The first season had ten episodes and if the ratings hit a certain point, the show would be automatically renewed for a second season of ninety episodes. After the show was taken off the air in 2014, Sheen has kept a low profile. Is he resting on his various royalties or biding his time for a comeback? If it’s the latter, 2017’s 9/11 sure was not the start of one.
14. Michael Richards – The Michael Richards Show
Following the end of Seinfeld, there was the legendary “Seinfeld curse,” where it seemed like the actors from the hit show were doomed to fail at every project they started. Julia Louis-Dreyfus has since succeeded in breaking this curse with her venerated role in Veep. Before this, however, her former co-star Michael Richards tried to carry a series all on his own with The Michael Richards Show.
The show featured the actor as a quirky but successful private detective, but the show only ran for eight episodes before being canceled by NBC.
Richards quietly pursued his standup career until entering the spotlight again in 2006 when, during an outburst, referred to a group of black audience members as a severe racial slur, thus self destructing his career. Other than a paltry amount of guest spots on TV shows, the eccentric comedian has rarely been seen in front the camera.
13. John Kricfalusi – Adult Party
Known more as the creator of Ren and Stimpy rather than an actor, John Kricfalusi nonetheless voiced Ren the Chihuahua when Billy West refused to do voice over work for the 2003 revival series Adult Party Cartoon. West’s principle reason for rejecting the offer to return was that the script was so bad and offensive that it would hurt his career, which turned out to be the right call for him.
The negative reception to Adult Party Cartoon was so strong that it is often cited as the reason Ren and Stimpy has never been revived for more episodes.
John Kricfalusi’s reputation was permanently tarnished by the failed series and has had almost no television work since. John still keeps busy with other art work, but it is impossible to know if there will ever be new Ren and Stimpy Episodes.
12. Brian Bosworth – Lawless
Fox was not known for producing a myriad of hit shows in the 90s. With the exception of classics like The X-Files and The Simpsons most of its lineup was forgettable. One such forgotten show was the Brian Bosworth series Lawless. Series is maybe the wrong word to use, since it only aired a single episode.
Before Lawless, Bosworth played for the NFL for three seasons, but was forced to retire due to injuries. He then pursued an acting career, but movies he starred in were consistently met with poor critical reception and low box office numbers.
11. Charlton Heston – The Colbys
Charlton Heston is an immortal figure in cinema. Throughout the 50s, 60s, and 70s, he performed in many iconic roles that were hits with both audiences and critics. However, his career slowed down significantly after the failure of the prime time soap opera The Colbys in the mid 1980s.
A Spin-off of Dynasty, the show was much like its predecessor in that it followed the trials and tribulations of an immensely wealthy family.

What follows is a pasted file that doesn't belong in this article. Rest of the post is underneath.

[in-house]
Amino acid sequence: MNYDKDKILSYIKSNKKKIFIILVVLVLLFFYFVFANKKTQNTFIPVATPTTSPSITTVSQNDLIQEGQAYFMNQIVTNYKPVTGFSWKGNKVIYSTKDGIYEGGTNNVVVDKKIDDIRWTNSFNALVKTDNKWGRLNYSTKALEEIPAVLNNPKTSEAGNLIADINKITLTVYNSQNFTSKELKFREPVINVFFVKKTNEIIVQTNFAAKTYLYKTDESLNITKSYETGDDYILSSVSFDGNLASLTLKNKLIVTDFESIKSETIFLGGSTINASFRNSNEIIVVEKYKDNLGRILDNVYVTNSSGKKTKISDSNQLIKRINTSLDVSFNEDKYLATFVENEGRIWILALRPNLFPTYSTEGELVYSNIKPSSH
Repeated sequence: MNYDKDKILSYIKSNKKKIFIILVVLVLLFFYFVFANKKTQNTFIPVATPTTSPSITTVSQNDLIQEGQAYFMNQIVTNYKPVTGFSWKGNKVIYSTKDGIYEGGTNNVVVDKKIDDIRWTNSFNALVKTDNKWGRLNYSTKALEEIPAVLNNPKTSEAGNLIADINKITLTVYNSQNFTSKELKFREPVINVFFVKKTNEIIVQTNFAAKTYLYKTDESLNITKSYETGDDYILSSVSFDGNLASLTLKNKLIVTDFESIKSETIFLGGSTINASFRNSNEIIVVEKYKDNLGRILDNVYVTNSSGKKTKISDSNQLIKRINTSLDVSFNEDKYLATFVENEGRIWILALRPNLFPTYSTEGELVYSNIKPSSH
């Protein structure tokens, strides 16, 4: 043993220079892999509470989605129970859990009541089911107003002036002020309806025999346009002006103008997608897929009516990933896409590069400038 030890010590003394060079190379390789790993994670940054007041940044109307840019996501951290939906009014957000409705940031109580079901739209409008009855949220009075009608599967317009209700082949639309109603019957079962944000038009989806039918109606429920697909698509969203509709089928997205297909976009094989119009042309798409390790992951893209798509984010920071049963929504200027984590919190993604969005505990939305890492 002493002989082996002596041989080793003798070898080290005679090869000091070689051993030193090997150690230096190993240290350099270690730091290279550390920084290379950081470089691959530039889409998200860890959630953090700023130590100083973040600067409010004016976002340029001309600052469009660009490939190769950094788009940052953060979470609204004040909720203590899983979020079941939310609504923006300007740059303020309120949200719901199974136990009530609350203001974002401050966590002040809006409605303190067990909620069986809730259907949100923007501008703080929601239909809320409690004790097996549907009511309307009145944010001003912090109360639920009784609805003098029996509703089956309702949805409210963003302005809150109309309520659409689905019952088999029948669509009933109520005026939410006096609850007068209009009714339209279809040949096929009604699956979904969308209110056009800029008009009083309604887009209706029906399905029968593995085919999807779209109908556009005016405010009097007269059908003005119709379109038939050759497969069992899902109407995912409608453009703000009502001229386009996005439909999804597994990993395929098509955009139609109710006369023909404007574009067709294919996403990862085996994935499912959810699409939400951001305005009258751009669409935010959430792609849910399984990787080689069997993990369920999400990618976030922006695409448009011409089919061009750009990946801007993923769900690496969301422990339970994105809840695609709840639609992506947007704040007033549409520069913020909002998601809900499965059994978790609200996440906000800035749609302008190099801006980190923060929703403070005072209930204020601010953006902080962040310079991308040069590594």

Unlike Dynasty, however, The Colbys failed to bring in good ratings for ABC and was pulled off the air after two seasons. Heston still has more credits to his name after his failed TV than most other actors on this list, but none of the roles are even half as prestigious as Moses or Judah Ben-Hur. Considering his pedigree, one failed TV show should not have slowed him down one bit.
10. Dennis Miller – The 1/2 Hour News Hour
Dennis Miller is no stranger to political comedy. He is often considered to have been one of the finest anchors on the classic Saturday Night Live segment “Weekend Update” which he hosted from 1985 to 1991. Despite this previous experience, his appearance on the Fox News’ 2007 political satire The 1/2 Hour News Hour couldn’t save it from lasting more than seventeen episodes.
The satirical news show was different than its piers because its jokes were told with a right wing slant. This list is not going to judge based on political affiliations, but, by all accounts, the humor fell flat on its face.
Afterwards, Dennis Miller has not been seen on television except for appearances on The O’Reilly Factor, which itself was recently canceled. It would be nice to see Dennis Miller return to TV, just maybe keep it apolitical, for the comedy’s sake.
9. Melba Moore – Melba
Melba Moore has had a successful music career, which is no surprise since she herself is the daughter of a saxophonist and a singer. She also tried to become a star of the screen as well with appearances in television and film. While the singer had roles in significant movies like Hair, it all came to a halt after trying her hand at TV stardom with the extremely short lived Melba.
Melba had the extreme misfortune of premiering on the same day as the Challenger space shuttle tragedy. This may be one of the reasons that it tanked in the ratings and only lasted six episodes, but it is impossible to say for sure.
8. James Newman – Skins
The United States often adapts shows from across the pond for its own audiences. Sometimes this works out really well and viewers are treated to a long, successful series like The Office. Other times the attempts fail to captivate audiences, as is the case with MTVs adaptation of Skins. Despite heavy marketing, Skins only lasted ten episodes.
James Newman made his career acting debut as Tony on the very short lived drama. As of 2018, it is still his only roll in any television series or film. Before being cast in the show, James was pursuing a career as an amateur boxer. He keeps a low profile, so it’s hard to know if he is looking for a new role or training for a return to the ring.